Nuclear Makes Sense
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Nuclear Makes Sense

Farhad Manjoo at the New York Times writes that “Nuclear Power Still Doesn’t Make Much Sense.” 

He says:

I’ll give the pronuclear folks this: They do make a good case that nuclear has gotten a too-bad rap. Nuclear power is relatively safe, reliable and clean; compared to the planetary destruction wrought by fossil fuels, nuclear power looks like a panacea….

But the argument for significantly ramping up the production of nuclear power — especially in places where overall energy consumption isn’t growing, like in the United States and Europe — falls short. That’s because the nuclear industry has long been hobbled by two problems that its boosters can’t really wish away: Nuclear is far slower to build than most other forms of power, and it’s far more expensive, too. And now there is a third problem on the horizon. As battery technology improves and the price of electricity storage plummets, nuclear may be way too late, too — with much of its value eclipsed by cheaper, faster and more flexible renewable power technologies….

Responding to such a climate emergency with nuclear power is like calling on a sloth to put out a house fire. The 63 nuclear reactors that went into service around the world between 2011 and 2020 took an average of around 10 years to build. By comparison, solar and wind farms can be built in months; in 2020 and 2021 alone, the world added 464 gigawatts of wind and solar power-generation capacity, which is more power than can be generated by all the nuclear plants operating in the world today.

There’s an opportunity cost “of waiting around for a nuclear reactor to be built when you could have spent that money on wind or solar and got rid of emissions much faster,” Jacobson said. This cost may be particularly onerous when you consider the rapid advancement in battery technology, which can help address the main shortcoming of renewable power: its intermittency. The price of lithium-ion batteries has dropped by about 97 percent since they were introduced in 1991, and prices are projected to keep falling.

On the other hand, the International Energy Agency’s projections for reaching net-zero energy still rely on nuclear. The agency says that nuclear capacity will need to double by 2050, with two-thirds of that growth occurring in developing economies. Still, even with nuclear’s doubling, the I.E.A. says nuclear power will contribute less than 10 percent of global electricity in 2050; over the same period, the agency says renewable generation will grow eightfold, contributing 90 percent of electric power in 2050.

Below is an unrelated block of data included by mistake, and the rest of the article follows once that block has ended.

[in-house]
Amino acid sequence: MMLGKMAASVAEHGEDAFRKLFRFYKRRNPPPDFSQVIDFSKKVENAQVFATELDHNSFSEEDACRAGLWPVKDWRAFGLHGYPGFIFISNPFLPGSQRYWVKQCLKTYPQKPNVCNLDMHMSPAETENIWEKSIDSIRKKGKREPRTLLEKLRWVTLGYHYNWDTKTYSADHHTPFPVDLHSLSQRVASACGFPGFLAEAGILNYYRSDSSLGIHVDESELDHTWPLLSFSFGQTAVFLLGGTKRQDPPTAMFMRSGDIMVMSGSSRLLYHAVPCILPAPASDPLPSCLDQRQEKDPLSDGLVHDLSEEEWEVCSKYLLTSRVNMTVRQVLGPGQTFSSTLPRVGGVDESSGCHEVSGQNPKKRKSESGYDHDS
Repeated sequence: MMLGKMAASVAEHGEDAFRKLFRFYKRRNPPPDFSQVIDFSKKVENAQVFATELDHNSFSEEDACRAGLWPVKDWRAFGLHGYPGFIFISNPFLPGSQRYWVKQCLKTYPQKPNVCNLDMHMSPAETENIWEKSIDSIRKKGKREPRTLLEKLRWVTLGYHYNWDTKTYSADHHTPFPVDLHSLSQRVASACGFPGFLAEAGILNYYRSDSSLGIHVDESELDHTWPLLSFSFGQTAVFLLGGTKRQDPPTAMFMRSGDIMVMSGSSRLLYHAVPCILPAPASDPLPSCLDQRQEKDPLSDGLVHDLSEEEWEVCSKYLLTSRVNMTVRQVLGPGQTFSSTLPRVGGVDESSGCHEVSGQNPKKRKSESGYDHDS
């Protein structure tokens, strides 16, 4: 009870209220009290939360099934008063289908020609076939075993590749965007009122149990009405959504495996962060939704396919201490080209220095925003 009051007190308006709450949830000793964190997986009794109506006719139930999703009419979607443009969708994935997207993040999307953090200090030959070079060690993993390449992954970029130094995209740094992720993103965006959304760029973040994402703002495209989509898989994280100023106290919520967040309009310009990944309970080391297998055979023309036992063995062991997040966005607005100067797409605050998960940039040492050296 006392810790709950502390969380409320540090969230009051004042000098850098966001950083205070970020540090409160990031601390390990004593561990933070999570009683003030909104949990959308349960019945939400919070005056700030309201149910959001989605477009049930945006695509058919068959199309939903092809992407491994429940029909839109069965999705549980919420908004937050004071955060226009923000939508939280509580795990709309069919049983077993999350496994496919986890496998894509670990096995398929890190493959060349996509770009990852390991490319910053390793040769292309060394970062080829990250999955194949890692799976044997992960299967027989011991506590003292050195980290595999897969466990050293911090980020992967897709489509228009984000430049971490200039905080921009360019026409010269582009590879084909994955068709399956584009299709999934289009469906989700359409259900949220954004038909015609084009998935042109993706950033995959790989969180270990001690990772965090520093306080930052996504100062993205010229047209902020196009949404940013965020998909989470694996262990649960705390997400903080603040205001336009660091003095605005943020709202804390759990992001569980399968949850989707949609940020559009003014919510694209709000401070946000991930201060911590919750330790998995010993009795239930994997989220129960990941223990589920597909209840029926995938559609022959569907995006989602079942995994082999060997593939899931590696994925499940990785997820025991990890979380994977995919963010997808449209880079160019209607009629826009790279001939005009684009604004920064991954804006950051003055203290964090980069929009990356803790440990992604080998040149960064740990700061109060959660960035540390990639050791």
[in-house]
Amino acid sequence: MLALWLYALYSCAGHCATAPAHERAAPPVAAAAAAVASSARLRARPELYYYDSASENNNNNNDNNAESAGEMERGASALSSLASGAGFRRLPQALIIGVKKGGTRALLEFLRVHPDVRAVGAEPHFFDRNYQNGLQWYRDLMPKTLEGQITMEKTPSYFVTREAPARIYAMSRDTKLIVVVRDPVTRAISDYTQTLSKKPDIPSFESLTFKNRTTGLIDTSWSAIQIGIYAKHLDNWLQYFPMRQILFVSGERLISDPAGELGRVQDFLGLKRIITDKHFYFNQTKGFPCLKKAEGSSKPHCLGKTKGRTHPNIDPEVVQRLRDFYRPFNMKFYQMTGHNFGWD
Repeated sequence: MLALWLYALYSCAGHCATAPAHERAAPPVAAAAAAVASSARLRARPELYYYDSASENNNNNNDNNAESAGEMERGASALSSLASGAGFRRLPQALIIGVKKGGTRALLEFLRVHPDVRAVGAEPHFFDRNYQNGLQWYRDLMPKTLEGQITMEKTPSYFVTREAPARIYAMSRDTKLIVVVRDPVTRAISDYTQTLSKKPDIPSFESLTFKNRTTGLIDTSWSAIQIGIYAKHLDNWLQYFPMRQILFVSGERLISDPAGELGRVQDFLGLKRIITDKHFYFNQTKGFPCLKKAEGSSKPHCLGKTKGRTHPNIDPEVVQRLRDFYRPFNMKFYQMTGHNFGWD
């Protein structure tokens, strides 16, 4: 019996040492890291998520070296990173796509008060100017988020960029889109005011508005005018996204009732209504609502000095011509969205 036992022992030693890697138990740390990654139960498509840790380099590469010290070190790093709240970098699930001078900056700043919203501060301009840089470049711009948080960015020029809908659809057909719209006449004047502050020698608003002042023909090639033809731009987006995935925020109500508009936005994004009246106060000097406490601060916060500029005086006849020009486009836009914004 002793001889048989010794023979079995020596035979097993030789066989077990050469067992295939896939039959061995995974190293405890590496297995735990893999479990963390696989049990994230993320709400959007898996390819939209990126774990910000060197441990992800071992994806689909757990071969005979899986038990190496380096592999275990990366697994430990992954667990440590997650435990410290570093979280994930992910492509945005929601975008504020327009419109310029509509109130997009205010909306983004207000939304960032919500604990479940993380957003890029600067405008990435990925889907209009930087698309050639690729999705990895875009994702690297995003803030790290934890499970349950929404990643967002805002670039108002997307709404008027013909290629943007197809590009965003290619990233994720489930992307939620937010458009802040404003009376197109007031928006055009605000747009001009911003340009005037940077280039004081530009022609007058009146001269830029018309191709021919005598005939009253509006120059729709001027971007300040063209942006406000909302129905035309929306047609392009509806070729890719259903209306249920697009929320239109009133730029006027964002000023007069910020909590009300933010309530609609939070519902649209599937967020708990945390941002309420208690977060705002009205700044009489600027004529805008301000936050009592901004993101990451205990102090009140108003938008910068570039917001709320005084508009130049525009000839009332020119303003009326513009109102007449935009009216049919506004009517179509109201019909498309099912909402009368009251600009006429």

Manjoo seems too optimistic about how easy it will be for renewables to meet the demand for electricity fed by fazing out coal and oil while increasing demand comes from electric vehicles.  Even wind and solar power are running into supply and cost problems resulting from Covid and its aftermath. 

The best sites for wind and solar power are usually in wide open spaces, far from the teeming cities that need the power.  This means that the transmission grid will have to be improved and strengthened, something people have talked about for years, but have done almost nothing. 

Finally, there is the problem that the wind stops blowing and the sun stops shining.  Manjoo’s solution is batteries, but gigantic batteries capable of supplying large cities for many hours do not yet exist, and their development and manufacture present problems.  The Atlantic Council has published a report “Alternative Battery Chemistries and Diversifying Clean Energy Supply Chains” because the manufacture of such large batteries risks increasing environmental and social problems for developing countries that have the rare minerals required for the batteries.  It projects that demand for lithium will rise by 42 times.  In addition, Russia controls 21% of nickel production, and China controls 80% of cobalt production.  The report examines different types of batteries, rather than lithium-ion, to use different materials from different places. 

In addition, a New York Times article examined other non-traditional ways to store energy, such as pumping water uphill when electricity is available, and using the down flow to generate electricity when demand exceeds supply.  Hydrogen is another way to store energy.  Energy is needed to separate hydrogen from water, but then it can be used in combustion engines or fuel cells.  Because hydrogen often takes much energy to produce, it is often classified as “green,” low production cost, or “blue” energy intensive projection. 

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